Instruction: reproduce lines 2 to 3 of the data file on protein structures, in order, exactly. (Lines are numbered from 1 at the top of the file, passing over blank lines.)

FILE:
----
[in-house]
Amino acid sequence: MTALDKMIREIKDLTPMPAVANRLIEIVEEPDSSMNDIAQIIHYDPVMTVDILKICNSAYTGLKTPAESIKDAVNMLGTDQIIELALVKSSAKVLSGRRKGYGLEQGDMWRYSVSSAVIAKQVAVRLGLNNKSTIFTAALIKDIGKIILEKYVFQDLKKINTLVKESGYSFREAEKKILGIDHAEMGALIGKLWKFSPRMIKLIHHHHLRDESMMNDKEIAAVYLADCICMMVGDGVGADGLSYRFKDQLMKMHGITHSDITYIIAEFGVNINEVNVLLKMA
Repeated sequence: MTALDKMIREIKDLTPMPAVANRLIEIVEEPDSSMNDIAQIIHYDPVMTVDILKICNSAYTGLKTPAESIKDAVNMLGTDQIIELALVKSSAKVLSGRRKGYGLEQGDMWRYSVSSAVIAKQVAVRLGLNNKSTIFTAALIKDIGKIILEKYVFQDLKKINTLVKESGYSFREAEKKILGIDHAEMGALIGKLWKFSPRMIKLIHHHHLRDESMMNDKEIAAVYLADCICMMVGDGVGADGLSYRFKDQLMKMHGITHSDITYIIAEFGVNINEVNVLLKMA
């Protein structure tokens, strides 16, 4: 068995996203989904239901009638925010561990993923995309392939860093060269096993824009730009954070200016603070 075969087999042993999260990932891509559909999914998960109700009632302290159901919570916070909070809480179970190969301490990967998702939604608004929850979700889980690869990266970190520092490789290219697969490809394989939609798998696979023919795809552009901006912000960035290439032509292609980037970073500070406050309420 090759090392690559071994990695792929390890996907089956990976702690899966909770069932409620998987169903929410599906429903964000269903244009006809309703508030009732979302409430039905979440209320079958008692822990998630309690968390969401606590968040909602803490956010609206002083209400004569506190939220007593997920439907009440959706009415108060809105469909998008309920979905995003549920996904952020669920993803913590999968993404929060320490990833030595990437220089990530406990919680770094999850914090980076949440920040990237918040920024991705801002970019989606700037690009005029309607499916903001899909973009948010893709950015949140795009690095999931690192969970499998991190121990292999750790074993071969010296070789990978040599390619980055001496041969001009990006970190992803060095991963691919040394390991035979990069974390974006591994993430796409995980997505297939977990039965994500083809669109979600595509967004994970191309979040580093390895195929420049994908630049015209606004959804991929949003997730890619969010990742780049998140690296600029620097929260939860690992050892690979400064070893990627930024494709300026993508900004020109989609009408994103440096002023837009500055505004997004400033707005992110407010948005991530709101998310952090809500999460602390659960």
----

Amino acid sequence: MTALDKMIREIKDLTPMPAVANRLIEIVEEPDSSMNDIAQIIHYDPVMTVDILKICNSAYTGLKTPAESIKDAVNMLGTDQIIELALVKSSAKVLSGRRKGYGLEQGDMWRYSVSSAVIAKQVAVRLGLNNKSTIFTAALIKDIGKIILEKYVFQDLKKINTLVKESGYSFREAEKKILGIDHAEMGALIGKLWKFSPRMIKLIHHHHLRDESMMNDKEIAAVYLADCICMMVGDGVGADGLSYRFKDQLMKMHGITHSDITYIIAEFGVNINEVNVLLKMA
Repeated sequence: MTALDKMIREIKDLTPMPAVANRLIEIVEEPDSSMNDIAQIIHYDPVMTVDILKICNSAYTGLKTPAESIKDAVNMLGTDQIIELALVKSSAKVLSGRRKGYGLEQGDMWRYSVSSAVIAKQVAVRLGLNNKSTIFTAALIKDIGKIILEKYVFQDLKKINTLVKESGYSFREAEKKILGIDHAEMGALIGKLWKFSPRMIKLIHHHHLRDESMMNDKEIAAVYLADCICMMVGDGVGADGLSYRFKDQLMKMHGITHSDITYIIAEFGVNINEVNVLLKMA